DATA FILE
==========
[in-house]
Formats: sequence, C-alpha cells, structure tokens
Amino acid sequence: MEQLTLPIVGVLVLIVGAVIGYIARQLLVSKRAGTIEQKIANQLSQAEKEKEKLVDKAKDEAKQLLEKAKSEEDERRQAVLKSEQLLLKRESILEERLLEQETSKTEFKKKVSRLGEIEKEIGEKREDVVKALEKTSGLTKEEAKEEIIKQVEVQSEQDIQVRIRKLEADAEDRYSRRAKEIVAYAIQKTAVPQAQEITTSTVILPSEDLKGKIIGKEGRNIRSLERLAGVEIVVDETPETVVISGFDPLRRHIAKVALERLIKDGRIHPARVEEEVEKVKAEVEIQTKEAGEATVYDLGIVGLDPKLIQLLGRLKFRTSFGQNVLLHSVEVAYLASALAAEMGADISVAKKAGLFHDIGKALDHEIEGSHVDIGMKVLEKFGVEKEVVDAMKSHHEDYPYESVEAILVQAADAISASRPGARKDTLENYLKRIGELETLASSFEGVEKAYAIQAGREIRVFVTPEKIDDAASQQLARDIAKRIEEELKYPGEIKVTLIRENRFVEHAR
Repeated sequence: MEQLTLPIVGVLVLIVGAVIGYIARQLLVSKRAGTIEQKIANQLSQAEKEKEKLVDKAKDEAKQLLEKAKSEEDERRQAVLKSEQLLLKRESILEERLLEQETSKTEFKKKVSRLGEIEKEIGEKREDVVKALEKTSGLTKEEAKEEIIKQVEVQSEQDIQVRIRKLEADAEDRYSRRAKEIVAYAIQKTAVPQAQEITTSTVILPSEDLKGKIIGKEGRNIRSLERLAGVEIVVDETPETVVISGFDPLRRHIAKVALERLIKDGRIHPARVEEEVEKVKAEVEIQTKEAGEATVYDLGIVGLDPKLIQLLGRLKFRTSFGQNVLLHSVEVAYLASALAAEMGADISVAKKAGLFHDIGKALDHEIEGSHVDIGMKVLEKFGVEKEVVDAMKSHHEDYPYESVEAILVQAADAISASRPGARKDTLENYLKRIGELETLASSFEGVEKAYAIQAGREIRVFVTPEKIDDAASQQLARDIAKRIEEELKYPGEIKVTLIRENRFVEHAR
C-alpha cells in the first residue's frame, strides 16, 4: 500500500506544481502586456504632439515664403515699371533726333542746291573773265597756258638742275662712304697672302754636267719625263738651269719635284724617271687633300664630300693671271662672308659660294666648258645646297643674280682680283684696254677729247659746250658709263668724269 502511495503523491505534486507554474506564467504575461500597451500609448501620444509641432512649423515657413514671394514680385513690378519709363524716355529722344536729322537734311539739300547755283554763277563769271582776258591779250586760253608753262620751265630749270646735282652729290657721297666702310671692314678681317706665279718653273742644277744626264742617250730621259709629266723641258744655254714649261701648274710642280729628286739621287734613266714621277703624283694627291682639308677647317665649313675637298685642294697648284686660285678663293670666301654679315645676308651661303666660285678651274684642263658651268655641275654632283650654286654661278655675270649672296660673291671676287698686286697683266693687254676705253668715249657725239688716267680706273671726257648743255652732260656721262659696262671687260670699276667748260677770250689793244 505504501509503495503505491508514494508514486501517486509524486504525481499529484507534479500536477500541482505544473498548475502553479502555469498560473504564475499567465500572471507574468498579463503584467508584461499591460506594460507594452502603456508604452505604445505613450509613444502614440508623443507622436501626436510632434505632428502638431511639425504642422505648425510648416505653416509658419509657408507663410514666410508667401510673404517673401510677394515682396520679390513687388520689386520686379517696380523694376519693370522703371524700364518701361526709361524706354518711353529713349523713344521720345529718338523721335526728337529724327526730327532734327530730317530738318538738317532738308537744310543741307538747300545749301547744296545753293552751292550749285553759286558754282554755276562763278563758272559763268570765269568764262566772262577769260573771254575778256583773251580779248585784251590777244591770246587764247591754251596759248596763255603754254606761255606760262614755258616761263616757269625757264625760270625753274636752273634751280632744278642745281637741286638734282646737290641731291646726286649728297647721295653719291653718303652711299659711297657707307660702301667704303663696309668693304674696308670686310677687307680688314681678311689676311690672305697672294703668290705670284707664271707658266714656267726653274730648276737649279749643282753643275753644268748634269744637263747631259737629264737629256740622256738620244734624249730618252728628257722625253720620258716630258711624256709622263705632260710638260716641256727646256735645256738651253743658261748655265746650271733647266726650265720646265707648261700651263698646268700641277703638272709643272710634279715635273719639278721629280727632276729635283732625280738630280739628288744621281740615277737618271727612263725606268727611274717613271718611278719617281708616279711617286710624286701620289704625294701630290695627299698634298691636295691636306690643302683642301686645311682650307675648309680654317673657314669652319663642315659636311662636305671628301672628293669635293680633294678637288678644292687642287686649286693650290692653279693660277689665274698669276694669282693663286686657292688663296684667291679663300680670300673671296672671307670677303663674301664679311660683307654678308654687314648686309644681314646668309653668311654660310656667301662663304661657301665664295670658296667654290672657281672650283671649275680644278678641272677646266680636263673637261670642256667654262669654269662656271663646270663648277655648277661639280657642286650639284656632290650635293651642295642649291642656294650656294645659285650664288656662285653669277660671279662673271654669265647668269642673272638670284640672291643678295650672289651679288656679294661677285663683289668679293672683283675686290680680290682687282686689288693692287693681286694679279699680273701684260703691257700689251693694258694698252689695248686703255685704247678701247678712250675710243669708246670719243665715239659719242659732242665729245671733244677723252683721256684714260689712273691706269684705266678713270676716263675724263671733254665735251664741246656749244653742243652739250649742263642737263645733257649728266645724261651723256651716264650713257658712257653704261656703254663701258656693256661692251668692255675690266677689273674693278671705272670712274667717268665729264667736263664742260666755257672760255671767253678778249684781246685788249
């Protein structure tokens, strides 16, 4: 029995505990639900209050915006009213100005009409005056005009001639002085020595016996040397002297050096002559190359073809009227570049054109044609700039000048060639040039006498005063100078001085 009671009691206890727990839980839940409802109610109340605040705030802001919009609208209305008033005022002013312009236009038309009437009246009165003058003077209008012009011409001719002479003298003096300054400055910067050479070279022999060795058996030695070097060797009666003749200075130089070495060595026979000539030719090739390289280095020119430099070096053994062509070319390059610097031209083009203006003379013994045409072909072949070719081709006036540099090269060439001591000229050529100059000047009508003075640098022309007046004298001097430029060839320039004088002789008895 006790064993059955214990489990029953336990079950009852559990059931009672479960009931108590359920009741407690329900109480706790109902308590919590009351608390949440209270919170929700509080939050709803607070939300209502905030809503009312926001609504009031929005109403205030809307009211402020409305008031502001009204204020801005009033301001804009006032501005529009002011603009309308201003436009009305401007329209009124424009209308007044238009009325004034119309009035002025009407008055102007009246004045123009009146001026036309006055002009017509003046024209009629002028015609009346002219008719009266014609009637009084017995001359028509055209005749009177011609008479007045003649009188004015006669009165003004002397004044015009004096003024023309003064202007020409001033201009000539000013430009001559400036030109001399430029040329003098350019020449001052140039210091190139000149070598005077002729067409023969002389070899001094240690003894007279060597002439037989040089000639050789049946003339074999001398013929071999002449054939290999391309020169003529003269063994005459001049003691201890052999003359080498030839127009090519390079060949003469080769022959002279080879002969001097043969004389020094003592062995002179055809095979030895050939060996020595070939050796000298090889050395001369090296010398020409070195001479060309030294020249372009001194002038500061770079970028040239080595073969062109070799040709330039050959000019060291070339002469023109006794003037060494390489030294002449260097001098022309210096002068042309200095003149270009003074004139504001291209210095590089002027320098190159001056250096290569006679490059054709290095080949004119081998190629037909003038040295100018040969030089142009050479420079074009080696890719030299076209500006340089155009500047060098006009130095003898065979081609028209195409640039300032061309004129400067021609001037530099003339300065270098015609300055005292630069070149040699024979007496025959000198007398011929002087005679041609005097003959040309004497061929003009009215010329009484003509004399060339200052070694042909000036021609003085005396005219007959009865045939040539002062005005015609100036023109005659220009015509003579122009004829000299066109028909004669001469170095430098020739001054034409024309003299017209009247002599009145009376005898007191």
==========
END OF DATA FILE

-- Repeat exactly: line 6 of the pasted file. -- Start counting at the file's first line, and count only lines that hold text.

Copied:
């Protein structure tokens, strides 16, 4: 029995505990639900209050915006009213100005009409005056005009001639002085020595016996040397002297050096002559190359073809009227570049054109044609700039000048060639040039006498005063100078001085 009671009691206890727990839980839940409802109610109340605040705030802001919009609208209305008033005022002013312009236009038309009437009246009165003058003077209008012009011409001719002479003298003096300054400055910067050479070279022999060795058996030695070097060797009666003749200075130089070495060595026979000539030719090739390289280095020119430099070096053994062509070319390059610097031209083009203006003379013994045409072909072949070719081709006036540099090269060439001591000229050529100059000047009508003075640098022309007046004298001097430029060839320039004088002789008895 006790064993059955214990489990029953336990079950009852559990059931009672479960009931108590359920009741407690329900109480706790109902308590919590009351608390949440209270919170929700509080939050709803607070939300209502905030809503009312926001609504009031929005109403205030809307009211402020409305008031502001009204204020801005009033301001804009006032501005529009002011603009309308201003436009009305401007329209009124424009209308007044238009009325004034119309009035002025009407008055102007009246004045123009009146001026036309006055002009017509003046024209009629002028015609009346002219008719009266014609009637009084017995001359028509055209005749009177011609008479007045003649009188004015006669009165003004002397004044015009004096003024023309003064202007020409001033201009000539000013430009001559400036030109001399430029040329003098350019020449001052140039210091190139000149070598005077002729067409023969002389070899001094240690003894007279060597002439037989040089000639050789049946003339074999001398013929071999002449054939290999391309020169003529003269063994005459001049003691201890052999003359080498030839127009090519390079060949003469080769022959002279080879002969001097043969004389020094003592062995002179055809095979030895050939060996020595070939050796000298090889050395001369090296010398020409070195001479060309030294020249372009001194002038500061770079970028040239080595073969062109070799040709330039050959000019060291070339002469023109006794003037060494390489030294002449260097001098022309210096002068042309200095003149270009003074004139504001291209210095590089002027320098190159001056250096290569006679490059054709290095080949004119081998190629037909003038040295100018040969030089142009050479420079074009080696890719030299076209500006340089155009500047060098006009130095003898065979081609028209195409640039300032061309004129400067021609001037530099003339300065270098015609300055005292630069070149040699024979007496025959000198007398011929002087005679041609005097003959040309004497061929003009009215010329009484003509004399060339200052070694042909000036021609003085005396005219007959009865045939040539002062005005015609100036023109005659220009015509003579122009004829000299066109028909004669001469170095430098020739001054034409024309003299017209009247002599009145009376005898007191």